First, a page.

Iím a sucker for the odd and unusual, and this one is indeed that. Itís a #1 Remington rolling block, made in the late 1860s. At that time there was a pile of surplus Civil War muskets available dirt cheap. In the post-war economy, Remington was looking for a way to build rifles at the lowest possible cost. So they acquired a bunch of old model 1861 and 1863 Springfield muskets, cut them up and mated all the parts to their large rolling block actions. This included the barrel, stocks and almost all the small parts.
Many had their barrels sleeved to .50 cal and chambered in either .50 Govt. or .50 CcarbineÖ.but not all. This one retains its original .58 caliber musket bore. Remington cut the breech end off of these barrels, threaded them to the rolling block action and then chambered them for several different .58 caliber metallic cartridges. After a lot of measuring, research and help of the Remington Society folks, weíve determined that this one is chambered in .58 Roberts. The chamber is a little longer than the .58 Carbine round, but shorter than the .58 Berdan.
Here is an original .58 Roberts cartridge:
So this is a new adventure in loading. I have some lathe turned cases from RMC that were made from a chamber cast. But they were too thick to hold a bullet anywhere near groove diameter (.594 - .595"). But I was able to ream them out with a $10 .5938" reamer off Ebay. I sized the cases first with a home made sizer, then reamed and fireformed. This allows up to a .596" bullet to be seated.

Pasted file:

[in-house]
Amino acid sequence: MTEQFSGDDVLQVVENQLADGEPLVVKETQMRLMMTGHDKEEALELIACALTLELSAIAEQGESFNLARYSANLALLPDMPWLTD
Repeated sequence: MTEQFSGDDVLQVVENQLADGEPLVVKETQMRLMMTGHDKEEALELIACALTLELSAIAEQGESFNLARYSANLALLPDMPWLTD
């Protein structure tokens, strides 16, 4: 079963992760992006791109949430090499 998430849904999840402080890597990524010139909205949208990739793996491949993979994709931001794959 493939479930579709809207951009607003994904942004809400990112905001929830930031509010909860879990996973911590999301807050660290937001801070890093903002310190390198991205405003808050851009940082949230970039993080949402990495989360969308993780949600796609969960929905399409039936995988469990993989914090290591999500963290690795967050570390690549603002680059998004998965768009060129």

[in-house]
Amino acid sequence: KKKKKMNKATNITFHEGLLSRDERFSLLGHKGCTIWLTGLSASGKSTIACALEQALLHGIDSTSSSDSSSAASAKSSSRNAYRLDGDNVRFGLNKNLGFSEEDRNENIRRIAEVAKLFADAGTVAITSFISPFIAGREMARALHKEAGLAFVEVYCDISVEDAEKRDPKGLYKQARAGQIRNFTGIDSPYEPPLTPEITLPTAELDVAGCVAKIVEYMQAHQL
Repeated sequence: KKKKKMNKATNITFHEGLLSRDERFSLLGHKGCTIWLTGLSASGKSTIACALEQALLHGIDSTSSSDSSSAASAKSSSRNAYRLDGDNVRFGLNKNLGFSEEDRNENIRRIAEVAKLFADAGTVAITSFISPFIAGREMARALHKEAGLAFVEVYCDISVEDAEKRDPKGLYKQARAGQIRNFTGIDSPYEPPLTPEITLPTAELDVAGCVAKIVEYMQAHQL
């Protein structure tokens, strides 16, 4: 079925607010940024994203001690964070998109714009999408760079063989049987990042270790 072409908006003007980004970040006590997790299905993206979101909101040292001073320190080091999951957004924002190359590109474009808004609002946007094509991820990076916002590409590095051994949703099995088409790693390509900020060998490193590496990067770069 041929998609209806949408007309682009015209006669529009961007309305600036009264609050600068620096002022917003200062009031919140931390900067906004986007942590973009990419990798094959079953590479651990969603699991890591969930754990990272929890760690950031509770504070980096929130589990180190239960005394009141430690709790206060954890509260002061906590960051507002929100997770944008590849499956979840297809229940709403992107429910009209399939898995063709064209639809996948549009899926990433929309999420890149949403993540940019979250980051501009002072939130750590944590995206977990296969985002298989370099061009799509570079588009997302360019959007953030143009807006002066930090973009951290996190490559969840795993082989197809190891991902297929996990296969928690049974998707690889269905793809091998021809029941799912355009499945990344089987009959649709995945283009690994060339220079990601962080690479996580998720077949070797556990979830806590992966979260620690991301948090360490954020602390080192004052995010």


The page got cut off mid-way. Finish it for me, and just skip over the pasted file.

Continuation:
For the last 4 months I've been using a .590" diameter, 490gr minie' and 60gr of Olde Eynsford 2F with moderate success. They shoot well enough, but accuarcy has only been 4" - 5" at 50 yards. Here is a loaded .58 Roberts round with a .56-50 Spencer to its left for comparison, an empty case (before reaming) and a minie' to its right.
Recently I obatained a few sample bullets from a fellow who had a custom adjustable mold made for his .58 Berdan roller. The mold is adjustable for length, throwing both a 400gr and a 560gr bullet. He sent me 10 of each. Their OD is .596", .006" larger than the minies I had been using and a much better fit to the barrel.
I was able to load the short bullet with 60gr of Olde E 2F. But with the long bullet I could only get in 47gr. With the slow 1-72 twist, I expect the short bullet will shoot better. But I won't know until I get to the range. But I have high hopes!
I really like the short version of this bullet and I think it will shoot pretty well. I've looked at Accurate Molds web site and they have several designs that look promising. But if this short bullet works well, I may send him one to copy for a mold. I really think the long bullet is too much for this slow twist and powder capacity, but I'll give them a try.
If any of you boys shoot a big .58, I'd like to hear your experiences. I know there are a number of folks who shoot Snider conversions of similar bore size. Comments and discussion welcome.